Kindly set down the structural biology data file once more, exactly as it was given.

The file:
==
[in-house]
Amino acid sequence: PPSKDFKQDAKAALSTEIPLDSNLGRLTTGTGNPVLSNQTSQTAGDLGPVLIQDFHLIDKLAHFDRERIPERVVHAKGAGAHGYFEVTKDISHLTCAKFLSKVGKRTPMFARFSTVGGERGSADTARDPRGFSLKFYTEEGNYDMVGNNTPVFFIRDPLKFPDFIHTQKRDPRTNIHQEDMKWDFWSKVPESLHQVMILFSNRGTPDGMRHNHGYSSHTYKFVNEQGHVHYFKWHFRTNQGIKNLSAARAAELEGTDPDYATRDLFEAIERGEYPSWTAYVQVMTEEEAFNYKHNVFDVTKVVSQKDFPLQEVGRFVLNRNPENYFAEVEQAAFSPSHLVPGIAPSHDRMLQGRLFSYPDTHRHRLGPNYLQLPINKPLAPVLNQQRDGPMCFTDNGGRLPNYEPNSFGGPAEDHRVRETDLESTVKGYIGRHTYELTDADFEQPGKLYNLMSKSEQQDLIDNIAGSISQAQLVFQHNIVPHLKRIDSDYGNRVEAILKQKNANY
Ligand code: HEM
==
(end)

[in-house]
Amino acid sequence: PPSKDFKQDAKAALSTEIPLDSNLGRLTTGTGNPVLSNQTSQTAGDLGPVLIQDFHLIDKLAHFDRERIPERVVHAKGAGAHGYFEVTKDISHLTCAKFLSKVGKRTPMFARFSTVGGERGSADTARDPRGFSLKFYTEEGNYDMVGNNTPVFFIRDPLKFPDFIHTQKRDPRTNIHQEDMKWDFWSKVPESLHQVMILFSNRGTPDGMRHNHGYSSHTYKFVNEQGHVHYFKWHFRTNQGIKNLSAARAAELEGTDPDYATRDLFEAIERGEYPSWTAYVQVMTEEEAFNYKHNVFDVTKVVSQKDFPLQEVGRFVLNRNPENYFAEVEQAAFSPSHLVPGIAPSHDRMLQGRLFSYPDTHRHRLGPNYLQLPINKPLAPVLNQQRDGPMCFTDNGGRLPNYEPNSFGGPAEDHRVRETDLESTVKGYIGRHTYELTDADFEQPGKLYNLMSKSEQQDLIDNIAGSISQAQLVFQHNIVPHLKRIDSDYGNRVEAILKQKNANY
Ligand code: HEM